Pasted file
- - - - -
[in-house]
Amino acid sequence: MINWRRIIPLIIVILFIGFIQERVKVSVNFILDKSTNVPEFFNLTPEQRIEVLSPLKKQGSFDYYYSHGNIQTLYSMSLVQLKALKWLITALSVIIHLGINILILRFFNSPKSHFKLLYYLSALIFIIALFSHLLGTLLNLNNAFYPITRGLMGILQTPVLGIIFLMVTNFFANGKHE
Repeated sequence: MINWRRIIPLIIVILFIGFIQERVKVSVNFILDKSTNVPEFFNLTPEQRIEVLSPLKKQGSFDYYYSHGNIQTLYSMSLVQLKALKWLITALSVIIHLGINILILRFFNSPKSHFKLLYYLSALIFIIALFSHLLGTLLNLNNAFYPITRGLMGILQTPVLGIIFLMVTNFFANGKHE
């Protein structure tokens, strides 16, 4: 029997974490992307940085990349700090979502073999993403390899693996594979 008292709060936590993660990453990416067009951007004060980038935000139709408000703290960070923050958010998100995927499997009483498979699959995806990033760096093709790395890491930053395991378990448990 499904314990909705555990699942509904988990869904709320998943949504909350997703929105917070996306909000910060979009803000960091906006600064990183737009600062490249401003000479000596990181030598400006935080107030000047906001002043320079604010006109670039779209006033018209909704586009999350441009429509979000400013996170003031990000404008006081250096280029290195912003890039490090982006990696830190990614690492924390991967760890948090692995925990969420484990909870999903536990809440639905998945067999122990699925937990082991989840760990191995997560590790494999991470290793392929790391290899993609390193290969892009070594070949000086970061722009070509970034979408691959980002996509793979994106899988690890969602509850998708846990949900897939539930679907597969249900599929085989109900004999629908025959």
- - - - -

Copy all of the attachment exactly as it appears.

[in-house]
Amino acid sequence: MINWRRIIPLIIVILFIGFIQERVKVSVNFILDKSTNVPEFFNLTPEQRIEVLSPLKKQGSFDYYYSHGNIQTLYSMSLVQLKALKWLITALSVIIHLGINILILRFFNSPKSHFKLLYYLSALIFIIALFSHLLGTLLNLNNAFYPITRGLMGILQTPVLGIIFLMVTNFFANGKHE
Repeated sequence: MINWRRIIPLIIVILFIGFIQERVKVSVNFILDKSTNVPEFFNLTPEQRIEVLSPLKKQGSFDYYYSHGNIQTLYSMSLVQLKALKWLITALSVIIHLGINILILRFFNSPKSHFKLLYYLSALIFIIALFSHLLGTLLNLNNAFYPITRGLMGILQTPVLGIIFLMVTNFFANGKHE
């Protein structure tokens, strides 16, 4: 029997974490992307940085990349700090979502073999993403390899693996594979 008292709060936590993660990453990416067009951007004060980038935000139709408000703290960070923050958010998100995927499997009483498979699959995806990033760096093709790395890491930053395991378990448990 499904314990909705555990699942509904988990869904709320998943949504909350997703929105917070996306909000910060979009803000960091906006600064990183737009600062490249401003000479000596990181030598400006935080107030000047906001002043320079604010006109670039779209006033018209909704586009999350441009429509979000400013996170003031990000404008006081250096280029290195912003890039490090982006990696830190990614690492924390991967760890948090692995925990969420484990909870999903536990809440639905998945067999122990699925937990082991989840760990191995997560590790494999991470290793392929790391290899993609390193290969892009070594070949000086970061722009070509970034979408691959980002996509793979994106899988690890969602509850998708846990949900897939539930679907597969249900599929085989109900004999629908025959």